Reality and the Retail Workplace —How to be a Conscientious Shopper
From my own experience as a retail worker over 3 decades, the only stores in which I was treated as a professional valued employee are the upscale stores in which sales people earned commission. With a book of loyal customers, employers take notice of the sales persons needs.
My last job in retail was with a large retail drug store. While I was valued at the store level, it was very obvious that corporate only considered the store manager as an asset. The rest of us were grist for the mill. The biggest insult, I felt, was never having a set schedule. This resulted in my leaving the company after 5 years.
Most of my co-workers were adults, not students or high-schoolers, many with college degrees. People who depended on the job to pay the rent and for benefits. Only a few of us worked enough hours to qualify for benefits. Young adults with children and/or car payments were truly wage-slaves. They couldn’t depend on any set schedule and it made child care and planning any activities for their children difficult.
As a middle-class, old(er) white woman who was working mostly for something to do and for extra savings, it was a BIG WAKE-UP CALL when I learned that most of my co-workers with children qualified for WIC. This meant that the government paid for their baby formula and other staples because they did not earn enough to do so.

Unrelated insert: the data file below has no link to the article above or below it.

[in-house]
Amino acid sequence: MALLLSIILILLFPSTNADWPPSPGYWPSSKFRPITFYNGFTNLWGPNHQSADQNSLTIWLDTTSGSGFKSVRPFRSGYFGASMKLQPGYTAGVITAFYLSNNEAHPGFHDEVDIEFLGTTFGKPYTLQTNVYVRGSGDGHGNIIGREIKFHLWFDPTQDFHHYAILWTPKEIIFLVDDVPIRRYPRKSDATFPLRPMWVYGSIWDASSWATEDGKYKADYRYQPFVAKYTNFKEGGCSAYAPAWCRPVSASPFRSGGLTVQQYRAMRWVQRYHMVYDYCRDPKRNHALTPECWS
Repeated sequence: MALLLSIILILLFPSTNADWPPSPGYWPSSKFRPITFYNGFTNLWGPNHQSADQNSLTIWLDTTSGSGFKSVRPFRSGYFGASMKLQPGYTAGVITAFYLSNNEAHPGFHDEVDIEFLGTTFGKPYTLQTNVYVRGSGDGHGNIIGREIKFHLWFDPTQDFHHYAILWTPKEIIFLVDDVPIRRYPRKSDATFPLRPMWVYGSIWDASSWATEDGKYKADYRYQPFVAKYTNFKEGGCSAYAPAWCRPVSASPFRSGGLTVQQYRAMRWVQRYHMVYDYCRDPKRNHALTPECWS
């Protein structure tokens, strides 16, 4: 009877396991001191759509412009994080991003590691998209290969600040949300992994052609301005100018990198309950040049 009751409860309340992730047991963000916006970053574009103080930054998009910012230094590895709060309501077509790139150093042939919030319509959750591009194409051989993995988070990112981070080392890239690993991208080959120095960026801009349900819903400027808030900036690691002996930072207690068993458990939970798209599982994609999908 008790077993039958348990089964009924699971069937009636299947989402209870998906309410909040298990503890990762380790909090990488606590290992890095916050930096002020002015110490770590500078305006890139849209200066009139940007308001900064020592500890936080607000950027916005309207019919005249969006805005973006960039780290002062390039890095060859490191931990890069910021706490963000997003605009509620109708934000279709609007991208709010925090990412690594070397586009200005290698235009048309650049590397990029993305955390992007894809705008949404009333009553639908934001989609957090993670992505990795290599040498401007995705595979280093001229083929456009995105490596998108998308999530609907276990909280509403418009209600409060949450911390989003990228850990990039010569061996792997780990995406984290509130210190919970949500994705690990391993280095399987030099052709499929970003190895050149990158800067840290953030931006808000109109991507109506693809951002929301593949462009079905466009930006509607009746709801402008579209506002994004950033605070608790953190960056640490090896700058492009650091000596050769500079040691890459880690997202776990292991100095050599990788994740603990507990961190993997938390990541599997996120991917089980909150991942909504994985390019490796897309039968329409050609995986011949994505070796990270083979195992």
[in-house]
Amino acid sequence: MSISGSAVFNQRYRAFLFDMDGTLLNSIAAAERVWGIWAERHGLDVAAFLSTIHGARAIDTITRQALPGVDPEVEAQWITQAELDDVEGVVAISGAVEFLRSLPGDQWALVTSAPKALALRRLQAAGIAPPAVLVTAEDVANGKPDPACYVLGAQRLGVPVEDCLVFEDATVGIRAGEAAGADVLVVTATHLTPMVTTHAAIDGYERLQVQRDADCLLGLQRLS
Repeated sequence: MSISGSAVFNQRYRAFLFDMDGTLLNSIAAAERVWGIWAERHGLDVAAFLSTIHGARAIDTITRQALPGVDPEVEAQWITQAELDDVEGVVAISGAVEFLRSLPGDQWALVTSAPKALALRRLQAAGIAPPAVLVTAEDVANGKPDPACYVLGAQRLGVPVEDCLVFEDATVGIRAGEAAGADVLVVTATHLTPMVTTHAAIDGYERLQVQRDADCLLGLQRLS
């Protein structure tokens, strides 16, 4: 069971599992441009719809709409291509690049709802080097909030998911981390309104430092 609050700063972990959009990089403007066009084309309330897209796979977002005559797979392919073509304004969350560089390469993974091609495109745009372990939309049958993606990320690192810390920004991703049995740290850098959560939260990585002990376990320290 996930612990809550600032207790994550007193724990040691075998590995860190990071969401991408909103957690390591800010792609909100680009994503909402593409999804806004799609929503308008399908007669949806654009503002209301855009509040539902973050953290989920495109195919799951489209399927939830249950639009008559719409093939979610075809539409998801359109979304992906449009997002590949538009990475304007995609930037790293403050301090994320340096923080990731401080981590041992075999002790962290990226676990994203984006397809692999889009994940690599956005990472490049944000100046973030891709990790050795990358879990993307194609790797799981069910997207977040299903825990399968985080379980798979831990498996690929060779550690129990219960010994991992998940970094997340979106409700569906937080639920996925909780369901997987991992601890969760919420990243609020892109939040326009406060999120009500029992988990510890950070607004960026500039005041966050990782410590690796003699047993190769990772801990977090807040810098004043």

My co-workers were not lazy or stupid. They were individuals doing the best they could in a complex world. It is a honor to call many of them friend to this day.
Never again will I complain about my tax dollars going to social services. There is such a thing as the working poor in the United States of America.
The Retail Action Project conducted a study of retail workers called Discounted Jobs: How Retailers Sell Workers Short. The results from the report, published in 2012, show alarming trends in the retail sector — trends that make it difficult for workers to cover basic needs and raise families on the salaries they earn.
The study found that
Only 17% of retail workers surveyed have a regular schedule
About 34% of relied on public assistance
Over half earn less than $10/hour
More than 70% don’t get health insurance from their jobs
77% of Latina retail workers made under $10/hour